Last Updated on December 5, 2021
Grimdark Magazine has long supported indie authors and their eternal attempts to get noticed among the countless other books released by both traditional publishers and the increasingly saturated indie market. We are also huge fans of the cyberpunk genre that we feel did NOT end in the Nineties but has become increasingly relevant every day (or maybe just true).
Whether my own Agent G or the amazing Neon Leviathan book published by our magazine, Grimdark Magazine sees a rainy neon-soaked cyborg-filled future as one of the best ways to explore dark gritty dystopian fiction.
Therefore, we’ve decided to share eight of our favorite indie cyberpunk novels that might otherwise have slipped under your radar.
Ghosts of Tomorrow by Michael R. Fletcher
Synopsis: You can create AI by burning out human brains to make them so there’s a billion dollar industry for making scans. This includes children trafficked by futuristic cartels. Our protagonists want to kill these guys and with very good reason. However, can our antiheroes affect something that is essential to the functioning of the world’s economy?
Recommendation: Michael R. Fletcher is one of the best indie grimdark authors on the market today and manages to create snappy intense books that just about everyone should check out. This noir story about human trafficking, insane child soldiers in cyborg bodies, and more is fantastic from beginning to end. I really wish he’d get to work on a sequel because this is a world I’d like to visit again.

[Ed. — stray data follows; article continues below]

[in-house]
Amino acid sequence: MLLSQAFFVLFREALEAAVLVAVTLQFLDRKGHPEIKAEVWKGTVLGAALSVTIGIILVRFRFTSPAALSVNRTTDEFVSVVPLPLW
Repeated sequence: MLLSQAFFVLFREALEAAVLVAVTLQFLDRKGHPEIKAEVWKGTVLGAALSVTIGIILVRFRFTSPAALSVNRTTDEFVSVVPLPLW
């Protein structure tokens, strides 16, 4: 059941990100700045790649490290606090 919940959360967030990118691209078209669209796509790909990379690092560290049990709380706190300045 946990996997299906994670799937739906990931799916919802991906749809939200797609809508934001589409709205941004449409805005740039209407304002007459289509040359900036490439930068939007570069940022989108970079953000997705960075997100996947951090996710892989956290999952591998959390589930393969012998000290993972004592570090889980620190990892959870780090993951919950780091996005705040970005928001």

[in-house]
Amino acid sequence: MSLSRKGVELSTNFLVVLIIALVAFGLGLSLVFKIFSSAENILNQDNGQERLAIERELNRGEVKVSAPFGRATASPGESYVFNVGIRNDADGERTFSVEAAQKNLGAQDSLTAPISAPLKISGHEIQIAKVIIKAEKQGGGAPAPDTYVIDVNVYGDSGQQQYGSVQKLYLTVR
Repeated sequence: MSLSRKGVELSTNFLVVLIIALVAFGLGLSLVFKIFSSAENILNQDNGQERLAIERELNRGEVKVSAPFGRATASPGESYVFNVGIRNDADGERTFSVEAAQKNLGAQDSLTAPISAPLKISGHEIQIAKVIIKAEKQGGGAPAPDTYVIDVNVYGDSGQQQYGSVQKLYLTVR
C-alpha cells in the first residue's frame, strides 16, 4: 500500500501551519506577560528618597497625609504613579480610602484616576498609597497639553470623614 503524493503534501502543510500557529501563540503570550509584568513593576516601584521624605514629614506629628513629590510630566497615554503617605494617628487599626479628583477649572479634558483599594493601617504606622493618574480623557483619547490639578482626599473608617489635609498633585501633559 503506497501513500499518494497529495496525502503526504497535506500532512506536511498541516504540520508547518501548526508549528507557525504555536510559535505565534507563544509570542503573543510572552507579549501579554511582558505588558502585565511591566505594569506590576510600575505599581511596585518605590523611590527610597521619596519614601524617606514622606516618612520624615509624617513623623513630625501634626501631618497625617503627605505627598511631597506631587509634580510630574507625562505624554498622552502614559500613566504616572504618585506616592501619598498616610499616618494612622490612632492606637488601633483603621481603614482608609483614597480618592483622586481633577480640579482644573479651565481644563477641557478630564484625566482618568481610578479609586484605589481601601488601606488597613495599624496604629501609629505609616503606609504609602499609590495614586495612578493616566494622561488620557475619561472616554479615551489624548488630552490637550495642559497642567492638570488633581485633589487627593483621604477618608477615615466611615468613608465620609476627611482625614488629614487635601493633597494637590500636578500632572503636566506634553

The Immorality Clause by Brian Parker
Synopsis: The Big Easy in the future is a place where you can indulge in every cyber-delight possible, ranging from gorgeous bioroids to designer mental drugs. The protagonist is a cop who has managed to stay clean and avoid becoming swept up in the system until today. Now he’s broken the Immorality Clause of his contract and become involved with a machine. But is she just a toy or something else entirely?
Analysis: Detective fiction and noir with science fiction elements is the heart of cyberpunk the same way that Westerns and samurai films are the heart of Star Wars. Brian Parker gets that and his Chandler-esque books follow a Detective who would be at home in True Detective if not for the fact he has to deal with robot hookers as well as AI.